Juan Manuel Fangio

Even Fangio found the streamliner Mercedes a handful.
Jenson Button was not the first motor racing world champion to look down the barrel of a gun. His adventure in São Paulo did not get as far as kidnapping, unlike that of Juan Manuel Fangio. A tall young man in a leather jacket approached the 46 year old, who had just won his fifth title, in the Lincoln Hotel, Havana, on 25 February 1958 with a peremptory, “You must come with me.” It was the eve of the Gran Premio de Cuba and Fangio was bundled into a car and driven off.

New York Times
February 26, 1958. p. 3.
Kidnappers Kind, Fangio Asserts
Auto Racer Declares Cuban Rebels Were Friendly
By R. Hart Phillips
Special to The New York Times
HAVANA, Feb. 25—Juan Manuel Fangio, the Argentine automobile racing champion, said today that those who kidnapped him Sunday were young men who treated him with consideration and even friendliness. The driver was released shortly after midnight.
The kidnappers told him they were members of the 26th of July Movement headed by Fidel Castro, the rebel leader, whose bands of insurgents are fighting Government troops in Oriente Province.
The kidnapping was allegedly carried out by youthful enemies of President Fulgencio Batista in an effort to embarrass the Government and if possible stop the holding of the second Gran Premio automobile race, which Señor Fangio was considered favorite to win.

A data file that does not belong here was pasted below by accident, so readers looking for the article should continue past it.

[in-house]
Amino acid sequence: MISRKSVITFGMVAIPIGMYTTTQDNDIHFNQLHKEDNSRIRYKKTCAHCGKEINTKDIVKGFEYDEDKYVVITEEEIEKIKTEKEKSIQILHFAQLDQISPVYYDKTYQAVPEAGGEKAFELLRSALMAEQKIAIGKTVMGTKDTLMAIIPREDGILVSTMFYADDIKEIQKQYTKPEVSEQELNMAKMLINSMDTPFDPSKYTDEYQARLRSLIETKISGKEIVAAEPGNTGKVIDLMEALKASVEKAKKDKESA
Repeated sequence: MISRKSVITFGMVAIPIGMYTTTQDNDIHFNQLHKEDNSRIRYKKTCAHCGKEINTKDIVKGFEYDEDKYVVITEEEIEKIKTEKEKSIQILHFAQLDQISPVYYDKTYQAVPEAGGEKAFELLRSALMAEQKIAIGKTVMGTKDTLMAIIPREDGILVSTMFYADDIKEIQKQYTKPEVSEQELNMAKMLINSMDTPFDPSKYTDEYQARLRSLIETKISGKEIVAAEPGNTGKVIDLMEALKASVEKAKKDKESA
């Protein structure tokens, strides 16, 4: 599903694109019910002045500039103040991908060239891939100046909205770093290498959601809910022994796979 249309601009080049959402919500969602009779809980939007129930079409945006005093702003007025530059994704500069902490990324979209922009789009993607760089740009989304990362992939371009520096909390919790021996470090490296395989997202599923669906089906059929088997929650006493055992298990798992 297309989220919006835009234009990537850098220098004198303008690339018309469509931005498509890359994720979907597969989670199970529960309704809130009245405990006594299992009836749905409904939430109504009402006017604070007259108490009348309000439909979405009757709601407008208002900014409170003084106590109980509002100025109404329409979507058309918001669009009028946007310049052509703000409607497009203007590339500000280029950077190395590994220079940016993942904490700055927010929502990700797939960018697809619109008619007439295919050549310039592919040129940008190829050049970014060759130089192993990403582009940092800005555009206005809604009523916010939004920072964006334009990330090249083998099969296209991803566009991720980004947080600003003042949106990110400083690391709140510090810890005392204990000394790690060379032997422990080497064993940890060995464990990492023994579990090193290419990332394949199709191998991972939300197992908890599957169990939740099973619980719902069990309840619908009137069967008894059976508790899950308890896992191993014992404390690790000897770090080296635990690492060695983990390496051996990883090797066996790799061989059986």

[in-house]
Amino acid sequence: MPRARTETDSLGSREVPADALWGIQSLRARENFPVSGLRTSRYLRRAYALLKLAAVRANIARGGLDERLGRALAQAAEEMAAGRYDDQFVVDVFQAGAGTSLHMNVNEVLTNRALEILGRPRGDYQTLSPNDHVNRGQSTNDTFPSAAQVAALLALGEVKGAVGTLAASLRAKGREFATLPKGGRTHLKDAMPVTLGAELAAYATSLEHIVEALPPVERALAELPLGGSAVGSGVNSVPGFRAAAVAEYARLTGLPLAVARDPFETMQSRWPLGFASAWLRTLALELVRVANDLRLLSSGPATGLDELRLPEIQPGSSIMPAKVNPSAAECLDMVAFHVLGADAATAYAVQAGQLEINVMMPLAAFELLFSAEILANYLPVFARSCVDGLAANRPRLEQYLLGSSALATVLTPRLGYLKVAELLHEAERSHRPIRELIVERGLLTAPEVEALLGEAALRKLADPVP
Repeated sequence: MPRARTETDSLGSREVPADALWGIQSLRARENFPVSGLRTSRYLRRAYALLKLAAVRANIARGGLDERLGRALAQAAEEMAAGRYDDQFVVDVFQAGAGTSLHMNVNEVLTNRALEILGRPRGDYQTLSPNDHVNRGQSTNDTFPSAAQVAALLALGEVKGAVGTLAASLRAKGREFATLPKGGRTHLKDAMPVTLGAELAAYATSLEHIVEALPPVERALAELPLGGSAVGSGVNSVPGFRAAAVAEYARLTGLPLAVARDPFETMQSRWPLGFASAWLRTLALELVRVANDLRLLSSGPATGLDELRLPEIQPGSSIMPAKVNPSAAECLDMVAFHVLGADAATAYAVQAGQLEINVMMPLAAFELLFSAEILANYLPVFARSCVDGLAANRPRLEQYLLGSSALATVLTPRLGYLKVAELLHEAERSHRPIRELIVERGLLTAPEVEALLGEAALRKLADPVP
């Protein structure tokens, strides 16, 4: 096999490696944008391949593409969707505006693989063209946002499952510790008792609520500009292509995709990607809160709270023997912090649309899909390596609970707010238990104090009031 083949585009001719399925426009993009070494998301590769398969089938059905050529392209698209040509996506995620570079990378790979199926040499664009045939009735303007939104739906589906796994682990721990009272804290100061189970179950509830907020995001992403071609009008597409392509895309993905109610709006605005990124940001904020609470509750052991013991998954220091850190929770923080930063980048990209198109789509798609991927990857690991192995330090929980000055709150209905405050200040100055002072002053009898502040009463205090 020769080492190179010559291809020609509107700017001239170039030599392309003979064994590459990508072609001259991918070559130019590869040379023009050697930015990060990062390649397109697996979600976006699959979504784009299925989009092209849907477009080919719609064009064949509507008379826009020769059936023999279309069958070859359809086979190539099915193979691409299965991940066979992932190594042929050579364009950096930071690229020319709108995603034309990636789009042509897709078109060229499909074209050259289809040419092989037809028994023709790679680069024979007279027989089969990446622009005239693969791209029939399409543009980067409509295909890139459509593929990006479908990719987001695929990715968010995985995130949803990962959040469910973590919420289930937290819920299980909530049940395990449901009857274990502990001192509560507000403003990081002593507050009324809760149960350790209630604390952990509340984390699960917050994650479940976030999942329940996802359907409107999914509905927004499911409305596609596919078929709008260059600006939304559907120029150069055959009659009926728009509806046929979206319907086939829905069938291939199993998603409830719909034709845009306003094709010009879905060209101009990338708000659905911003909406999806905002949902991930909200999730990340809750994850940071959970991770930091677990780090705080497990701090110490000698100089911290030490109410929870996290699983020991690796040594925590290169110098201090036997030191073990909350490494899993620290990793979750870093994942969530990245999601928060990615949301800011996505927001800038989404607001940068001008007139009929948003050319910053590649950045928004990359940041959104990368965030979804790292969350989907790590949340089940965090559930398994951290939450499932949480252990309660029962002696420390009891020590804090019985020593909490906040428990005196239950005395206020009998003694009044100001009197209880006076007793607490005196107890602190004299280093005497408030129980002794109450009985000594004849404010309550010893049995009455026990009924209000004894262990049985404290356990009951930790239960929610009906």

However, the race was held yesterday afternoon, but it was suspended when a Cuban driver crashed into spectators. This morning the death toll had risen to six, with thirty-one injured.
Fangio Describes Captivity
Señor Fangio, appearing well-groomed and untired after having been held about twenty-six hours by his kidnappers, talked with reporters in the Argentine Embassy. The Argentine Ambassador, Rear Admiral Raul Lynch, had picked him up from a house on the outskirts of Havana not long before in response to a telephone call from the kidnappers.
“The revolutionists treated me well,” Señor Fangio said. “They tried to explain to me the reasons for my kidnapping and the aims of their organization and their attitude was even friendly. I was well fed by a woman who brought my meals.
“During the period of the kidnapping I was transferred three times to three different houses in three different automobiles. The houses were well-furnished residences and in one of them I saw a part of a film of the Gran Premio race on television.
“My captors took me to a house on the edge of town earlier tonight and told me to go inside and stay inside until someone came for me. Later the Ambassador called for me.” Señor Fangio said he planned to stay in Cuba for several days and would drive here in the next Gran Premio race if invited.
He said he held no resentment against anyone over his kidnapping.

Covering races in Brazil back at the start of Emerson Fittipaldi’s career was an exciting assignment. Picturesque circuits in that vast country were glamorous – except for Interlagos, a run-down slum of a track that made 1970s Brands Hatch look well organised and professional. I drove hundreds of miles in Brazil and loved the place. You had to look out for pickpockets on Copacabana beach. An armoured Mercedes with a driver trained in emergency techniques was the stuff of Bond books.
Met the great man at commemorative events run by Mercedes-Benz. He signed an Alan Fearnley print for me, kindly inscribing my name in response to a written prompt.